This morning fog curled around tree trunks, nestled on car roofs, haloed the streetlights. I turned from a two-lane back road onto a six-lane street and slowed, admiring the way the headlights of oncoming traffic brightened the mist—like a sunrise from the north. And then I saw the jaywalker moseying across the street, his silhouette sharp-edged against the headlights that he didn’t seem to notice. (Seriously: if traffic has to slow down for you, it’s not official jaywalking. It’s just being obnoxious.)
For no good reason, the scene made me think of my juvenile fantasy novel.
I finished re-writing it New Year’s Eve afternoon, and spent January in a frantic revision whirlwind. One pass just to read it. One pass to clean up the major incoherencies. One pass for character voice, one for description, another and another and another for this plot thread and this one and this one. There were days I mowed through the manuscript four times, each time hunting for different things to fix.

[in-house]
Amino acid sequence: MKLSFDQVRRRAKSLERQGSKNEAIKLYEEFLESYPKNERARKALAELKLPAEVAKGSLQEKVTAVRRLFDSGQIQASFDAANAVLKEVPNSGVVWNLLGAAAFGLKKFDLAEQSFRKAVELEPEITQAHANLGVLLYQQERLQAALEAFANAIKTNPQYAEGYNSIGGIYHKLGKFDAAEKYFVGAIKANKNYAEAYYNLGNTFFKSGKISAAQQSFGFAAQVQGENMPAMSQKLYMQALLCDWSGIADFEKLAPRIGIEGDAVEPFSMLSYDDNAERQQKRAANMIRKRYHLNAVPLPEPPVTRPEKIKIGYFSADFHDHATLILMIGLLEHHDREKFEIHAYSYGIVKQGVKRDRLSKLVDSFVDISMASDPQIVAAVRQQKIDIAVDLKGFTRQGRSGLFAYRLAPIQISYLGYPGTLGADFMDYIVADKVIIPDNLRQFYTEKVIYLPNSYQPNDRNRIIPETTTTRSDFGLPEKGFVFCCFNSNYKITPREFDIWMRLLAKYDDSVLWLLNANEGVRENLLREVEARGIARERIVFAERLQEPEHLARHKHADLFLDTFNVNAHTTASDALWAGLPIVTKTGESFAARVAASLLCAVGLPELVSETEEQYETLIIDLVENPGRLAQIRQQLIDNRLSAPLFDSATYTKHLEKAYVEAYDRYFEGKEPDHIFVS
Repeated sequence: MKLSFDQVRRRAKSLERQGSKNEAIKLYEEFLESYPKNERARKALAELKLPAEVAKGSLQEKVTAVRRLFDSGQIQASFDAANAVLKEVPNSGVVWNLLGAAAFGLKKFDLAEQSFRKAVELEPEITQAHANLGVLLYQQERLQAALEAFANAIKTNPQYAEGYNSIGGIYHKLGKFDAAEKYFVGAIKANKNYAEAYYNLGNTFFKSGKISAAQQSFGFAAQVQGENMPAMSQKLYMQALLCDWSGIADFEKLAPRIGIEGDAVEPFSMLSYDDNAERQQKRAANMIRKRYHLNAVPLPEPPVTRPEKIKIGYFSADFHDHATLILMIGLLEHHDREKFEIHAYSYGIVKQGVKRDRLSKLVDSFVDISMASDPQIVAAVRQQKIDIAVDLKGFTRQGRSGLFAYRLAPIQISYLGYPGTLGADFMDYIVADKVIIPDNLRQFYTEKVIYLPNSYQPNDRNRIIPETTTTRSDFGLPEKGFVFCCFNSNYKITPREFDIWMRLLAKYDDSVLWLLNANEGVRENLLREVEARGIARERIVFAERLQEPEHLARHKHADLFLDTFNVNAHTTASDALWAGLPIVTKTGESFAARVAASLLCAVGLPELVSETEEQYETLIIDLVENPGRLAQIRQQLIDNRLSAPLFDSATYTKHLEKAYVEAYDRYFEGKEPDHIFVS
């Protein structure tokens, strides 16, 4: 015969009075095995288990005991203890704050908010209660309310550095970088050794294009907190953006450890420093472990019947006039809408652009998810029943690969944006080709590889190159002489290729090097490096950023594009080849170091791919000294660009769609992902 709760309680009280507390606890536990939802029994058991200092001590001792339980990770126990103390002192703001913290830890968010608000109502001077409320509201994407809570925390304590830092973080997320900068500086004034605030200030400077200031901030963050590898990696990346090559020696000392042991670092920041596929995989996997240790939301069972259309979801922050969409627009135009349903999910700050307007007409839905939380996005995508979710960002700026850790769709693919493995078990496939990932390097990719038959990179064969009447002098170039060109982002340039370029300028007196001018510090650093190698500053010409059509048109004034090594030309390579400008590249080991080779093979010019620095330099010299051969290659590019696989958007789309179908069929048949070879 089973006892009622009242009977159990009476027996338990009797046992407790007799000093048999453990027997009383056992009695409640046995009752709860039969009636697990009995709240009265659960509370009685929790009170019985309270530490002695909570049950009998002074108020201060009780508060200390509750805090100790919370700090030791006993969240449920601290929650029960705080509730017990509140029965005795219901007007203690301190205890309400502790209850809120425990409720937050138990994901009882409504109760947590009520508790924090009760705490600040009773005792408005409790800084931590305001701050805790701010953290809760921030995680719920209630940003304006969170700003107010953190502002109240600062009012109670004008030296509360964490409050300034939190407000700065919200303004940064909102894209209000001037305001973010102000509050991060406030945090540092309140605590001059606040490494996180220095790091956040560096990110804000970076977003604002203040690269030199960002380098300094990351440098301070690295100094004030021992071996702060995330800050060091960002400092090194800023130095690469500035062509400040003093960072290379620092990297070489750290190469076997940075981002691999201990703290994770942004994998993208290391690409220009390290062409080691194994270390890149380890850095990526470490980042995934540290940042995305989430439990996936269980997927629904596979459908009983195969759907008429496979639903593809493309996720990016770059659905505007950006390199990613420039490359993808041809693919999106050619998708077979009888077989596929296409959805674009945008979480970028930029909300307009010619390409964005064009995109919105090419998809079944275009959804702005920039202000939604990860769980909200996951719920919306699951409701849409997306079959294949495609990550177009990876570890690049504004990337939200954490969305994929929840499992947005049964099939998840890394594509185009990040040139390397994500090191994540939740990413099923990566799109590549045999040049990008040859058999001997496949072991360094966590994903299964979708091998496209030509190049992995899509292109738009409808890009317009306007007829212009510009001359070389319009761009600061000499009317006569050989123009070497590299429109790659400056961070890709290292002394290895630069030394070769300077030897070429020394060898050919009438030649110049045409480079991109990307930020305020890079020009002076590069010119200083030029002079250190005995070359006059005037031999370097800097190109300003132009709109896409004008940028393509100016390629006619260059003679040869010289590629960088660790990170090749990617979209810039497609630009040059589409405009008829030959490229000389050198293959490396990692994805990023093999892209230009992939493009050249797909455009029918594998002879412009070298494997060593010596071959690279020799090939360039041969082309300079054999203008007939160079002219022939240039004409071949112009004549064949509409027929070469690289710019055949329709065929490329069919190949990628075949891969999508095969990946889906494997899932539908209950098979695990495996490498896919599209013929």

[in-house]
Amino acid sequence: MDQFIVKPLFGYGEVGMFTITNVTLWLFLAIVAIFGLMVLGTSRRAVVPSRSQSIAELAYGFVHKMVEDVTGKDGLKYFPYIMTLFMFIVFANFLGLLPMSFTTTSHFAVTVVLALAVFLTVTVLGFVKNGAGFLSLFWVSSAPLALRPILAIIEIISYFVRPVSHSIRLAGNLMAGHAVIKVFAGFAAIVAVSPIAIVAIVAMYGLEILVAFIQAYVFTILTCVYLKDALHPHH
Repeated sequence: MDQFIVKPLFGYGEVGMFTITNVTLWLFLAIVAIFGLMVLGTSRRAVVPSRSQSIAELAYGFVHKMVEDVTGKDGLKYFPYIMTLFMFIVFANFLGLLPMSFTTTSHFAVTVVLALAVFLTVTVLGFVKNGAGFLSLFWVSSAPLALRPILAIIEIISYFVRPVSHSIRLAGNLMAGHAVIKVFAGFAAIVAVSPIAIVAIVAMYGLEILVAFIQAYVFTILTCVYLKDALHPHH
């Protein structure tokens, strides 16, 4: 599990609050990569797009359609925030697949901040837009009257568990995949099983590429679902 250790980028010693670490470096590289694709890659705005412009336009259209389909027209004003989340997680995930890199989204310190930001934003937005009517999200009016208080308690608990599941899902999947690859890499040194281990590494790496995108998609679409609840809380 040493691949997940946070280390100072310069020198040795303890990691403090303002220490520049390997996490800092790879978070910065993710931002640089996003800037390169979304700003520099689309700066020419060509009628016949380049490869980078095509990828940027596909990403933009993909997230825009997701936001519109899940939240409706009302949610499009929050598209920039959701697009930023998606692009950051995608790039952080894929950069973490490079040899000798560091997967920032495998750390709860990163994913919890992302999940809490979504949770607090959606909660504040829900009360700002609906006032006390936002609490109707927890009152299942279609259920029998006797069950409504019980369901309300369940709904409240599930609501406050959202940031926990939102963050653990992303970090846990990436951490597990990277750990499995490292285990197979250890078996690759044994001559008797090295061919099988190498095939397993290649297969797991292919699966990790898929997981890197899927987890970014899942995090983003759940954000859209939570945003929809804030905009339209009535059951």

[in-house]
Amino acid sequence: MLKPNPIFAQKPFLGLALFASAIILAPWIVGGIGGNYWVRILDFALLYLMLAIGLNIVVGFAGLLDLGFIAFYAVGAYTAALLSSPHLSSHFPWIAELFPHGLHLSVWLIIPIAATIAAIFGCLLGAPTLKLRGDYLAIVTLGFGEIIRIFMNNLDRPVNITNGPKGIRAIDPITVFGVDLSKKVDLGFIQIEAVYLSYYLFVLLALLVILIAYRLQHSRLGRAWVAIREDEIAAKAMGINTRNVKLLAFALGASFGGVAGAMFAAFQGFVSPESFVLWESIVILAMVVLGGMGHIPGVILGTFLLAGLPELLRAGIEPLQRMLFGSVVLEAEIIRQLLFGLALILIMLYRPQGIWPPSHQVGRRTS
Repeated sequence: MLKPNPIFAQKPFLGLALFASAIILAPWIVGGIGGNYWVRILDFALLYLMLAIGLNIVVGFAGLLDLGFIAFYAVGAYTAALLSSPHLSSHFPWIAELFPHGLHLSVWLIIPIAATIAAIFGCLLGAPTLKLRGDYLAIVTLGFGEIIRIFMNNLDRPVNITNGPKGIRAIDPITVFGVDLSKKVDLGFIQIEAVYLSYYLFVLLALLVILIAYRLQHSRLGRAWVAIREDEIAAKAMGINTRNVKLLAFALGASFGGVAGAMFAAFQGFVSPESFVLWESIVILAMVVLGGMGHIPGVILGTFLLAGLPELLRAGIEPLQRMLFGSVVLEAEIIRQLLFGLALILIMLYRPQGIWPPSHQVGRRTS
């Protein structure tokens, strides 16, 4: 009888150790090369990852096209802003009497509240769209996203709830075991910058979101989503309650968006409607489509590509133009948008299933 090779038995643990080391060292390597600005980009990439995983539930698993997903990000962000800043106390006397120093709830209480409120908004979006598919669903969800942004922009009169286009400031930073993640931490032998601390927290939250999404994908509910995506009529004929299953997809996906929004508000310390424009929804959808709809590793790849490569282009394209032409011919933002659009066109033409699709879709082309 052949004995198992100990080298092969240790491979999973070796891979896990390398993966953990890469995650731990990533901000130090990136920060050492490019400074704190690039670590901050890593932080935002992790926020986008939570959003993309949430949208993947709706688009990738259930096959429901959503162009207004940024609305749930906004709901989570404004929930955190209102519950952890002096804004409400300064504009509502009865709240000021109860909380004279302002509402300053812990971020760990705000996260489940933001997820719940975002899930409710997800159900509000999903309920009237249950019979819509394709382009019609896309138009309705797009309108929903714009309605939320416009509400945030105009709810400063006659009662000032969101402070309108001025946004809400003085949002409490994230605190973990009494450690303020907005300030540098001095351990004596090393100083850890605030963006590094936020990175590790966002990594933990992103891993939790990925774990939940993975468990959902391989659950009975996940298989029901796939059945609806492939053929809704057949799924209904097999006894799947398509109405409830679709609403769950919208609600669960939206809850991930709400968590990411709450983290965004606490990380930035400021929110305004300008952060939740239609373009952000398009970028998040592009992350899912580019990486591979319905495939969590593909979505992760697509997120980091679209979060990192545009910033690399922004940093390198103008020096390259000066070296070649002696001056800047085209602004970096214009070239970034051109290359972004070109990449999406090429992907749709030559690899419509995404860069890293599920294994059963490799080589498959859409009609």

My first read through the re-write, I was pleasantly surprised. It didn’t suck nearly as much as I was anticipating. And the first couple of times I cleaned it up, I swelled with that sense of satisfaction you get from removing extraneous copy, from clearing up blurry plot points, from strengthening areas you knew were weak (but had secretly hoped you were being too hard on yourself about).
But by the third morning I sat down with the MS, my almost illegible list of “things to fix” at my hand, I felt like I was just muddying an already pretty murky swamp. I crossed out one passage, convinced that I’d shifted it elsewhere, only to discover that I’d evidently changed my mind about the switch—and so I had to replace what I’d deleted. I added descriptive phrases that I’d skipped over in my hurried re-write, only to notice that I’d already added those identical descriptive phrases at other points. My left hand didn’t know what my right was doing, and my brain was so confused by the whole process that it was no help at all.
Last weekend I printed the MS—double-spaced and everything—feeling oh, ever so much worse about the whole project than I did after my first giddy read-through. I’m trying to navigate a path through the fog, but it’s disorienting (as foggy inside my head as it is out!). I’m just hoping for headlights to show up the clear sharp outlines of the jaywalker (the clear path through my plot!), to allow me to find my way from where I am now, fog-befuddled and perplexed, to a final perfect (ha!) revision, submission, acceptance, publication, and adoration. (Well, I don’t necessarily need the adoration. Hearty approval will do just fine.)